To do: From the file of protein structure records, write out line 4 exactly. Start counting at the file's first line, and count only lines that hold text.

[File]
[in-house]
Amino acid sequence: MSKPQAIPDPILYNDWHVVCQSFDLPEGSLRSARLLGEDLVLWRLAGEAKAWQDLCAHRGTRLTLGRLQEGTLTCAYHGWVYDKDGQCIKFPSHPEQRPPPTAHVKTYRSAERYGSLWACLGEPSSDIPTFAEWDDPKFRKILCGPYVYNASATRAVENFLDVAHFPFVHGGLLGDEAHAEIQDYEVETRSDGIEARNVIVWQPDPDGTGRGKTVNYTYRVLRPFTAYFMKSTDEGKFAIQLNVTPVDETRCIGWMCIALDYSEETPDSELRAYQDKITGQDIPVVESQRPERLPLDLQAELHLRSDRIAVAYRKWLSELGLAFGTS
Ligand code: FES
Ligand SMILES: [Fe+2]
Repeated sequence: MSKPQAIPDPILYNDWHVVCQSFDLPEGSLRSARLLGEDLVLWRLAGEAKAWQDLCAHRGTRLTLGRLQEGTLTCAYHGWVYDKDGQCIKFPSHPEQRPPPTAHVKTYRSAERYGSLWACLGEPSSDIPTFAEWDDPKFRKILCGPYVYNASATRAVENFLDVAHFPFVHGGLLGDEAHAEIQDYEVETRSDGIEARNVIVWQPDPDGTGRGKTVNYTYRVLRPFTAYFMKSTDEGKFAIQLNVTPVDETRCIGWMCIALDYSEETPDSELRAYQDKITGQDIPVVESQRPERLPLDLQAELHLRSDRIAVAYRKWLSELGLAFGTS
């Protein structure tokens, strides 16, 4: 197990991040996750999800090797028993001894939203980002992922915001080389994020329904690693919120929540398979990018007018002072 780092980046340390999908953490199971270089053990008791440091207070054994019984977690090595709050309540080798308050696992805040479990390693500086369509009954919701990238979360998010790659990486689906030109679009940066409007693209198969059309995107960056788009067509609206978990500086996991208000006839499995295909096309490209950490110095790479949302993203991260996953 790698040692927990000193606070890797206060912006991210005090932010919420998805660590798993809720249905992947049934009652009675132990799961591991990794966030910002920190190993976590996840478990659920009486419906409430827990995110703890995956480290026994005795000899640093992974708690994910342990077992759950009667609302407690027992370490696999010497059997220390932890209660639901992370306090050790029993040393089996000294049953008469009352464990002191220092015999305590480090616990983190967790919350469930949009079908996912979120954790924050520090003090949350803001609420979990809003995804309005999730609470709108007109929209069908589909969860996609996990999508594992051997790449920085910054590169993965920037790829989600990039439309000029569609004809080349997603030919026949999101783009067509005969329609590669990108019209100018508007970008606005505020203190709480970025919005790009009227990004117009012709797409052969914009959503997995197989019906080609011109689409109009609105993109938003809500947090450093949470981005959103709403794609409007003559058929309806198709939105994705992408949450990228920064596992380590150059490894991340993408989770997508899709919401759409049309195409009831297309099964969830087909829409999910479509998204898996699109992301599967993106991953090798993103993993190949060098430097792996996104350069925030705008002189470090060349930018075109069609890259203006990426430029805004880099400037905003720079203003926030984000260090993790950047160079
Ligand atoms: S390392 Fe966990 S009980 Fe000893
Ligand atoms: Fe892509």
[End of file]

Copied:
Ligand SMILES: [Fe+2]